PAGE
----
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Major Financial House
process mapping aids management hand-over
The manager in charge of the software development team – a key role - was leaving the team and moving elsewhere in the bank while a new manager was brought in to replace him. The challenge of the project was to facilitate this change by transferring knowledge from the departing manager to the arriving manager and from the existing team members to the new manager.The existing system was, of course, well documented in thousands of pages of text. But the very quantity of information meant that the essential knowledge it contained was inaccessible. The system was so large and its various elements so complex that knowledge was fragmented between team members. Inevitably, some parts of the system remained undocumented and the information existed only inside team member’s heads. Most challenging of all was that, because of the size and complexity of the system, there was no global view.
According to Tony Gratton, managing director of Fintecs, who headed the consulting project, ‘It was clear to everyone from the outset that the knowledge transfer process was going to involve some new kind of documentation process – but what kind, exactly? The existing manager and his team held in their heads the equivalent of thousands of pages of text. How could an incoming manager hope to take on board this vast ocean of data in only the short time available?’
‘The solution we arrived at was, in effect, to map visually the knowledge that people held in the heads. We went through a re-iterative process of sitting around the table and talking to people about their functions, about their role in the development team and about the part of the systems that they worked on. As a result of these de-briefings we recorded the information visually, and gave them in return that same information in the form of a printed map which they could put on the office wall and live with -- work with it, write on it -- and then repeat the process, gradually refining and expanding the map.’
Fintecs also introduced two other important principles into the visual mapping process. The first was to use a ‘top-down’ approach, which starts with the big picture, and with strategic elements of the system and then gradually drills down into more and more detailed level in subsequent iterations. The second technique was to consider elements of the system in terms of their similarities and their differences.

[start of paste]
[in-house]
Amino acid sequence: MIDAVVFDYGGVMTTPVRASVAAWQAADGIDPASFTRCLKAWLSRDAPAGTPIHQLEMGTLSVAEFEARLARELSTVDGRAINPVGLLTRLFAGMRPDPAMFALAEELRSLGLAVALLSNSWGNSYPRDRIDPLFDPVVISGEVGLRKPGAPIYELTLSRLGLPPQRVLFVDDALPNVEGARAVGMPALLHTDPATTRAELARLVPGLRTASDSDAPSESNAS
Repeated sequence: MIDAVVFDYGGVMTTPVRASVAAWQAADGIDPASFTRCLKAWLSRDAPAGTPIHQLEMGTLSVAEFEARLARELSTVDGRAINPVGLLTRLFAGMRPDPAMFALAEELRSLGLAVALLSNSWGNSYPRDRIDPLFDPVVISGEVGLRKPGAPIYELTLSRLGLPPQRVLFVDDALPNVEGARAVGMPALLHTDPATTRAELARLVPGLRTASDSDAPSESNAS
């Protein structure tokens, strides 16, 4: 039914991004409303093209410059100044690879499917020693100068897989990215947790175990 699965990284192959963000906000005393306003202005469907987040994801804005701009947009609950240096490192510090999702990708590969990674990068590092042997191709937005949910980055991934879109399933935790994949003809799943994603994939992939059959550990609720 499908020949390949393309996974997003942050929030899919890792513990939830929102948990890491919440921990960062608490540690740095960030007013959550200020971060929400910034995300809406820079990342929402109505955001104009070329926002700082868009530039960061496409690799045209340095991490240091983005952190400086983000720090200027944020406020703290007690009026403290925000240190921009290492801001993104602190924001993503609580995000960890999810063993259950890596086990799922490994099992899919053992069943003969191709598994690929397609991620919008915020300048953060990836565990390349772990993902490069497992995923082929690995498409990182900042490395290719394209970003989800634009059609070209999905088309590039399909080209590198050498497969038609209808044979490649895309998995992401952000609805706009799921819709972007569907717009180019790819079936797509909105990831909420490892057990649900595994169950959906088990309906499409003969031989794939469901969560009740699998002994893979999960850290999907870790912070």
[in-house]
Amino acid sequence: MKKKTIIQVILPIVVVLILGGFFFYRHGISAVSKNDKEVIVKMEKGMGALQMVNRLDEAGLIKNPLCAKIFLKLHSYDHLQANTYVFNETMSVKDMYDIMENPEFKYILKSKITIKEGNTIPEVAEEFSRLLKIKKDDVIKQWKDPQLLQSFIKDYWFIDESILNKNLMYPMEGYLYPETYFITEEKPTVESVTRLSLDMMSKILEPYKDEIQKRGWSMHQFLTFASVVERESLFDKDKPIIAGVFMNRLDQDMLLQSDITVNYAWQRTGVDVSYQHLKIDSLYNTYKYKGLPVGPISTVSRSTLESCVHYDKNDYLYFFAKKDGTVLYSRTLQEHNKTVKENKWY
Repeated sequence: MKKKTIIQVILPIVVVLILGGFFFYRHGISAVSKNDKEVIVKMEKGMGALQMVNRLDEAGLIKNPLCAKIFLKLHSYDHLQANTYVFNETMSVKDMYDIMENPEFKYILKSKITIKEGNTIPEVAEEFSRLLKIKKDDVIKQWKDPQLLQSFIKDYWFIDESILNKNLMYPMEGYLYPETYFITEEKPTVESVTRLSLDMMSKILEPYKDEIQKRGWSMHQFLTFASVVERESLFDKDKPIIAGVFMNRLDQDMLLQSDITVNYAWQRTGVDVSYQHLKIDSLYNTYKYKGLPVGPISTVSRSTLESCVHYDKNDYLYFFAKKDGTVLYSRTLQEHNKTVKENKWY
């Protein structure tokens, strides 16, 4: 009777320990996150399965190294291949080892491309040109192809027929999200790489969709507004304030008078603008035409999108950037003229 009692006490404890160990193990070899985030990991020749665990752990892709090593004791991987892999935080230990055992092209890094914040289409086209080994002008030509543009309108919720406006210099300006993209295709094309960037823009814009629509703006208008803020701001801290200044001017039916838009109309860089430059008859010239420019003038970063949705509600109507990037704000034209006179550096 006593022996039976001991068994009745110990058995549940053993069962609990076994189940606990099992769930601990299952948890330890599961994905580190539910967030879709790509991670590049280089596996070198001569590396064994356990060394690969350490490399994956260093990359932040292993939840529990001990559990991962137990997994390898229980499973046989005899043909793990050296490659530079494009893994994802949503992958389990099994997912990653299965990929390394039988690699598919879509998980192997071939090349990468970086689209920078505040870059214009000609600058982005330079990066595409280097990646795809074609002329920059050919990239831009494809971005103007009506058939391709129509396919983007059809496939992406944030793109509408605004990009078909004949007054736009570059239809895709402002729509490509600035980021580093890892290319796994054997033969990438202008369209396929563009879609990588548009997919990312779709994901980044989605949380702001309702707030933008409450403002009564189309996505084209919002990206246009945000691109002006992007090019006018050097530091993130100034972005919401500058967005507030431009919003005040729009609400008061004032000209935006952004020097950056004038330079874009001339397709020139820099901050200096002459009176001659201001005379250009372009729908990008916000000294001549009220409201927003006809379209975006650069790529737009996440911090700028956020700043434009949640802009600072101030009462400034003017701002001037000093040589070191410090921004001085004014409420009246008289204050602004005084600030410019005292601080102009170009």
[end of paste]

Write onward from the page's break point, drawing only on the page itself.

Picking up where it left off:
But the project also had further, unexpected benefits. The re-iterative mapping process enabled the team to rediscover their own universe. Horizontal links between processes that were normally difficult to see were exposed and mapped. Knowledge was successfully transferred between generations of management but knowledge was also transferred between team members. The map was used by the team to structure discussions with their clients – the end user departments inside the bank. Workgroup discussions became more effective because the map provided instant context. And, most important of all, the visual map provided a global view pf the bank’s system for the first time.
Says Tony Gratton, ‘The project made the team appreciate horizontal links across business units and across different accounting functions that they hadn’t fully appreciated before – they knew they were there, but hadn’t realised the importance of them. That was an important step because often people tend to think just in terms of vertical processes and the horizontal links tend to get missed.’
‘As well as the arriving manager, the existing team actually got an awful lot out of it because one of the things that we found as we spoke to team members was that the they tended to specialise in a particular area of the domain and weren’t fully aware of what else was going on outside their area of specialisation -- where they fitted into the whole process and where they added value.’
‘Producing the map and putting it up on the wall enabled them to have an internal knowledge transfer between themselves which was an unintended but very beneficial side effect. And in fact the team started using the document regularly for internal meetings. We then found that the team was starting to use the map in conjunction with their clients – it became a tool for communications with the end user departments, which again was completely unexpected. But once they’d seen it, everyone wanted a map and we ended up producing copies which went out to all the user departments.’
The project was groundbreaking in many ways and it’s lessons far-reaching. Says Tony Gratton, ‘For me, the most interesting insight to come out of this assignment is that people think that technology is all about technology, but this project proved that technology is all about people.’
The Fintecs visual approach to IT documentation has been developed in association with one of Europe’s leading banks. It is designed to help financial institutions of all kinds to rediscover the value of their hardware and software assets and to:-
· Transfer vital knowledge among staff
Fintecs draws on a wealth of experience with all kinds of financial institutions from private banking to trust administration including specialities such as asset management for private and institutional clients. Fintecs has carried out consultancy projects in countries throughout Europe. Staff are English-French bilingual and have extensive experience of the Swiss banking system.
Fintecs consultancy work has included business process analysis from front-office to back, data flows, databases and a wide range of software applications, with extensive experience of Project Management, Project Implementation, Systems Integration, and Systems Replacement.
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